2018 Annual Meeting & Preservation Awards

This event is in the past
April 08 2:00pm – 5:00pm, 2018
Santa Monica Bay Woman's Club 1210 4th Street Santa Monica, CA 90401


Santa Monica Bay Woman’s Club. Photo: Shooting LA

Join the Santa Monica Conservancy for our 2018 Annual Meeting and Preservation Awards. Winners of this year’s Preservation Awards will be honored, and the Conservancy will review its work and effectiveness in 2017 as well as hold board elections. The program will be featured at the award-winning Santa Monica Bay Woman’s Club. The event is free and registration is recommended.



History of the Santa Monica Bay Woman’s Club

The Club began as a history and current affairs class, organized by suffragette and community activist Elmira Stephens. The first meeting of this study group was held in a private home on the corner of Fourth Street and Wilshire Boulevard. By 1905, with Elmira as president, “The History Class” became the Woman’s Club of Santa Monica, now known as the Santa Monica Bay Woman’s Club with an initial membership of 88 women.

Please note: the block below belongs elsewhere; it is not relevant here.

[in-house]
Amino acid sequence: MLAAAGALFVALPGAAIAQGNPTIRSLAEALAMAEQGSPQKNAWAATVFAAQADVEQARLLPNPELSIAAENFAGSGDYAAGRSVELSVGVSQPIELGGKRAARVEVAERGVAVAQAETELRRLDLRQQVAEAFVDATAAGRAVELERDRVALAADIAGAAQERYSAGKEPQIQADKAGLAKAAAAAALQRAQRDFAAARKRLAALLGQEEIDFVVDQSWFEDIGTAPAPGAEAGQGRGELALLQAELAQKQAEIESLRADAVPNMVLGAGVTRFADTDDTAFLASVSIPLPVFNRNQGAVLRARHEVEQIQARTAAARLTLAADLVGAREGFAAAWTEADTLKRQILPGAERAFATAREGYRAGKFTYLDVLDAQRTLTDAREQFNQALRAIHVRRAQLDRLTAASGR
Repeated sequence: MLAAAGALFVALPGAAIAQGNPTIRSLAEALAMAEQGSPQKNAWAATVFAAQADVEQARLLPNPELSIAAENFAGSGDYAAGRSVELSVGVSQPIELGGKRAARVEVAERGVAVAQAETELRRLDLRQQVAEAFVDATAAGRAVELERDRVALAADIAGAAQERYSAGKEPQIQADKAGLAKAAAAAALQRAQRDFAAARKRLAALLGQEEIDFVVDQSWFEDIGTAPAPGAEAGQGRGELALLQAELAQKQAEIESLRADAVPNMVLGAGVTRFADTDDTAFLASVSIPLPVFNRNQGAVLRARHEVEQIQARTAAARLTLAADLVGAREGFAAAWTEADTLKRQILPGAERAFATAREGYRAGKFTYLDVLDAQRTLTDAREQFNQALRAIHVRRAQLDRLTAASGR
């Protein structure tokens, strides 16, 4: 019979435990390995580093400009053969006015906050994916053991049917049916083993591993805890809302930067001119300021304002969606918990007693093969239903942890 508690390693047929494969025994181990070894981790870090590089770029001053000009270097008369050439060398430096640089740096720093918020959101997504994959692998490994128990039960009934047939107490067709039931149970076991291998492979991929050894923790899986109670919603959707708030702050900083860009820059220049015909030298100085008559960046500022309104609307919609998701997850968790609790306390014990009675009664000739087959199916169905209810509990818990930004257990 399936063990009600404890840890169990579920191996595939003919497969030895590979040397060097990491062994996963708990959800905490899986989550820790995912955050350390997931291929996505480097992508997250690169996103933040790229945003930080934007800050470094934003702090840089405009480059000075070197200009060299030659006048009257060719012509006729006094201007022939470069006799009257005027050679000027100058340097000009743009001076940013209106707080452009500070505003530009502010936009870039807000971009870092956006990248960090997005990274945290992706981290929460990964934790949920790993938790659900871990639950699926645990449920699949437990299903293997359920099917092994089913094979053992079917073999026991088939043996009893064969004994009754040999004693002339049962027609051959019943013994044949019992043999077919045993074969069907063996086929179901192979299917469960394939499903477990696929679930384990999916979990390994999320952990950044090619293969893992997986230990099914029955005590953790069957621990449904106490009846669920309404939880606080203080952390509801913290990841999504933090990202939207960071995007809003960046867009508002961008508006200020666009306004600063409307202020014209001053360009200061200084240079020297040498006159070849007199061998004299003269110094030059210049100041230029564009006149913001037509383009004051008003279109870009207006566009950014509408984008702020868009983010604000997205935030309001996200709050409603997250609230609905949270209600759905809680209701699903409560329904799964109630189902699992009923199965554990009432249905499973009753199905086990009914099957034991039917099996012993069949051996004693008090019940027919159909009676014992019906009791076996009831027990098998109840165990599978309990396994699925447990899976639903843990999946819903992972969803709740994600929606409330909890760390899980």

In 1914, the members opened their Clubhouse on Fourth Street with funds provided, in part, by wealthy businesswoman and landowner Arcadia Bandini Baker De Stearns. The building was designed by architect Henry C. Hollwedel who served as the City Building Inspector and guided the construction of the Santa Monica Pier. “The Clubhouse became a hub of activity, a place to meet and socialize, but also a place to raise money for social causes– a center to organize, to educate, and to celebrate,” states the Santa Bay Woman’s Club. 

By the 1950s, membership had grown to 700, and the members were involved in numerous activities such as organizingRed Cross activities, hosting USO parties for servicemen during WWII as well as participating in the Needlework Guild and the Well-Baby Clinic 

Today, more than 100 years after the founding of the Club, its members support local charities, by organizing cultural events for the community, preserving its Historic Landmark Clubhouse (landmarked in 1991) for future generations and continuing the tradition of being a social meeting place.